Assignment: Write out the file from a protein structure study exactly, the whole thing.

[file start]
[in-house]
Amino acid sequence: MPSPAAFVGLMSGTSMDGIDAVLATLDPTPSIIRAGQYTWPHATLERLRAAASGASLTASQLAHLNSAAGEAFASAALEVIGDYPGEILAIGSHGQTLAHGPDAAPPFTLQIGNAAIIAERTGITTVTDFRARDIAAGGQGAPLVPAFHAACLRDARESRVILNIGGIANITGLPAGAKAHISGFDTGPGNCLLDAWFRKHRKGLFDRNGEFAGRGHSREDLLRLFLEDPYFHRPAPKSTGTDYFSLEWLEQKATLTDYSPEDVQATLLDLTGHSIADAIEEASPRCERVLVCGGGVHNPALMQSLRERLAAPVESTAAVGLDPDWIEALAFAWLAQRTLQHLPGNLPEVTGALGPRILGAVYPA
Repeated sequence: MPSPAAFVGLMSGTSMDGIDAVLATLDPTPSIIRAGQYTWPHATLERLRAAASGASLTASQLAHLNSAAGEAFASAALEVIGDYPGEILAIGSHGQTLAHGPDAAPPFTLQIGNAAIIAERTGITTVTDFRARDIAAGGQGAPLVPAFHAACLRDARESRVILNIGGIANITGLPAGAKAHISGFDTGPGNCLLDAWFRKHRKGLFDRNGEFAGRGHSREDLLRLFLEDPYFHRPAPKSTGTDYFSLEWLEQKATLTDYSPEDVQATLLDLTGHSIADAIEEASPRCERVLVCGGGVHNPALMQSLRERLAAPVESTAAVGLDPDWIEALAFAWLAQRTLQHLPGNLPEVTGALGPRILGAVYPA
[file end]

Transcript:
[in-house]
Amino acid sequence: MPSPAAFVGLMSGTSMDGIDAVLATLDPTPSIIRAGQYTWPHATLERLRAAASGASLTASQLAHLNSAAGEAFASAALEVIGDYPGEILAIGSHGQTLAHGPDAAPPFTLQIGNAAIIAERTGITTVTDFRARDIAAGGQGAPLVPAFHAACLRDARESRVILNIGGIANITGLPAGAKAHISGFDTGPGNCLLDAWFRKHRKGLFDRNGEFAGRGHSREDLLRLFLEDPYFHRPAPKSTGTDYFSLEWLEQKATLTDYSPEDVQATLLDLTGHSIADAIEEASPRCERVLVCGGGVHNPALMQSLRERLAAPVESTAAVGLDPDWIEALAFAWLAQRTLQHLPGNLPEVTGALGPRILGAVYPA
Repeated sequence: MPSPAAFVGLMSGTSMDGIDAVLATLDPTPSIIRAGQYTWPHATLERLRAAASGASLTASQLAHLNSAAGEAFASAALEVIGDYPGEILAIGSHGQTLAHGPDAAPPFTLQIGNAAIIAERTGITTVTDFRARDIAAGGQGAPLVPAFHAACLRDARESRVILNIGGIANITGLPAGAKAHISGFDTGPGNCLLDAWFRKHRKGLFDRNGEFAGRGHSREDLLRLFLEDPYFHRPAPKSTGTDYFSLEWLEQKATLTDYSPEDVQATLLDLTGHSIADAIEEASPRCERVLVCGGGVHNPALMQSLRERLAAPVESTAAVGLDPDWIEALAFAWLAQRTLQHLPGNLPEVTGALGPRILGAVYPA